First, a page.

Asexual people are often told that they will never be able to get married or will stay single for the rest of their lives (Mehra, 2019). Being asexual has nothing to do with their desire to get married; if they have a connection with another person, then there is no reason why they would not or should not be allowed to get married.
8. There is a reason why people are asexual.
Being asexual is just the way somebody is. There is no underlying “cause” of asexuality which is often a common misconception shared with other orientations such as homosexuality and bisexuality. Asexuality isn’t genetic, the result of trauma, or caused by anything else (Ferguson, 2019).
9. Asexual people tend to dress a ‘certain’ way.
Like with other sexual orientations, there are stereotypes which exist which suggest that asexual people dress in a certain way. Statements such as “prudish”, “ugly according to beauty standards” or “shy nerds”, being asexual has nothing to do with your attire, the jokes you crack or how you behave (Mehra, 2019).
10. Asexual people are on a spectrum.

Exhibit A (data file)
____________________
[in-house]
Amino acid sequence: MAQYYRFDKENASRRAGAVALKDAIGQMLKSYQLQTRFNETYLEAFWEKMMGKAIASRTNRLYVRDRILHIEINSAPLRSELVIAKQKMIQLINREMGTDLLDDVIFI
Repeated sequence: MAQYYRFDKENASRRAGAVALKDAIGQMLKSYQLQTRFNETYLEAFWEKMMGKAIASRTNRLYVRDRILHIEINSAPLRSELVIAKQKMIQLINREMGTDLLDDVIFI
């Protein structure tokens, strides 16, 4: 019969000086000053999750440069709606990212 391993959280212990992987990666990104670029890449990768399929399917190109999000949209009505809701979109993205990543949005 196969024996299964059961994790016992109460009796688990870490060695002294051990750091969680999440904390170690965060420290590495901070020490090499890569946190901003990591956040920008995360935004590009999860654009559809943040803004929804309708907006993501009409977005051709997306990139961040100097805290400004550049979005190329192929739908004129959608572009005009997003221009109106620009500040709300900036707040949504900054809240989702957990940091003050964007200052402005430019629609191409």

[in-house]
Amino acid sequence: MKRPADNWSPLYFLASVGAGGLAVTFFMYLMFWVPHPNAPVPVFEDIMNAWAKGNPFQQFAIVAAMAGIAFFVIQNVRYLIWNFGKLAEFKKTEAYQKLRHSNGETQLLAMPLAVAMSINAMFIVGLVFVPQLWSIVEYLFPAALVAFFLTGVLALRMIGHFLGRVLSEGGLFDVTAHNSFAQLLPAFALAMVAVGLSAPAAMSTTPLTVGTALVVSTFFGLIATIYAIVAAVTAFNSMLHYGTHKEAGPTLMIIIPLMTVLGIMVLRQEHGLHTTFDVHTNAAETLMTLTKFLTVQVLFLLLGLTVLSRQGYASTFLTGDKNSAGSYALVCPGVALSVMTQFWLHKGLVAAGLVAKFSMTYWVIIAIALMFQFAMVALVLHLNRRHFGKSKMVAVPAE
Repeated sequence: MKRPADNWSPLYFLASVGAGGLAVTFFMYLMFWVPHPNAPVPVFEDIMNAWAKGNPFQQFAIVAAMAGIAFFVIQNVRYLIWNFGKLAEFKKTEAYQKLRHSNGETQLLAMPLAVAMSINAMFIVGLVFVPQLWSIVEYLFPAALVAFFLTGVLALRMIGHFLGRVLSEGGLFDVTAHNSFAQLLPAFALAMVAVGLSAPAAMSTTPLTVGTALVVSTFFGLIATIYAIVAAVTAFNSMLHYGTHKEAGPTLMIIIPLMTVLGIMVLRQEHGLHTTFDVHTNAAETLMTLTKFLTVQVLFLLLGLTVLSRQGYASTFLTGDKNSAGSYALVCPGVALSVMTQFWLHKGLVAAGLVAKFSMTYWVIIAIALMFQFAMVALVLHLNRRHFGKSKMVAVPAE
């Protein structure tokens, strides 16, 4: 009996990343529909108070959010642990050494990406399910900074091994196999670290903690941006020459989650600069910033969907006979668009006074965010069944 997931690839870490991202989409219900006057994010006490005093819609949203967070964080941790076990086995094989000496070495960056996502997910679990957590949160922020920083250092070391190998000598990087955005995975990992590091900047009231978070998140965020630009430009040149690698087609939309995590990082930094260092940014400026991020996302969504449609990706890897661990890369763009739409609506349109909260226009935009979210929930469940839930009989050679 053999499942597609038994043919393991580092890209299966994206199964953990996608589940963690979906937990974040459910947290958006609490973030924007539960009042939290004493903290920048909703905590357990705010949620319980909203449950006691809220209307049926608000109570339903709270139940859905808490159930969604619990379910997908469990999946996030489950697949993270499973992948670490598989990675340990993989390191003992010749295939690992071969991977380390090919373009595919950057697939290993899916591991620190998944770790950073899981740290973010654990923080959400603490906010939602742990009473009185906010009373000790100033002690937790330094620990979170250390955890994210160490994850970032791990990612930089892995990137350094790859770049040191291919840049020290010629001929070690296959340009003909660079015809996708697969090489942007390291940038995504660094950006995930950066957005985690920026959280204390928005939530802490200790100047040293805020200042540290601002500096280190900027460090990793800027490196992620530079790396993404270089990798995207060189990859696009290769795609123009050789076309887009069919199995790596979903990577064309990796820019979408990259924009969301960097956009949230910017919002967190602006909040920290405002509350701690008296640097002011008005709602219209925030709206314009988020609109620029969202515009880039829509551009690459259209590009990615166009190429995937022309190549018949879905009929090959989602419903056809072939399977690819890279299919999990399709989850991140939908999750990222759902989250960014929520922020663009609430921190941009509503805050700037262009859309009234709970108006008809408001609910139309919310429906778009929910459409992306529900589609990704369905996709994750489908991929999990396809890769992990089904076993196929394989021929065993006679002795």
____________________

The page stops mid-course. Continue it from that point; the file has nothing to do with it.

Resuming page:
Many people view sexuality as a spectrum. Asexuality can be a spectrum too, with some people experiencing no sexual attraction, others experiencing a little sexual attraction, and others experiencing a lot of sexual attraction (Ferguson, 2019). On the other hand, Greysexual people rarely experience sexual attraction, or they experience it with a very low intensity. As the Asexual Visibility & Education Network (AVEN) explains, greysexuality is often seen as a midpoint between sexuality and asexuality.
I hope you have found this article interesting and if you have comments about the content, then please let a comment in the box below. It is important they we keep educating ourselves about sexuality so that we can reduce the number of assumptions that we make about others.
Ferguson, S. (2019, September 18). What Does It Mean to Be Asexual? Healthline. https://www.healthline.com/health/what-is-asexual#no-sexual-attraction
General FAQ | The Asexual Visibility and Education Network | asexuality.org. (n.d.). Www.Asexuality.org. Retrieved December 24, 2020, from https://www.asexuality.org/?q=general.html
Mehra, M. (2019, October 22). 10 Things Asexual People Are Tired Of Hearing. Feminism In India. https://feminisminindia.com/2019/10/23/10-things-asexual-people-tired-hearing/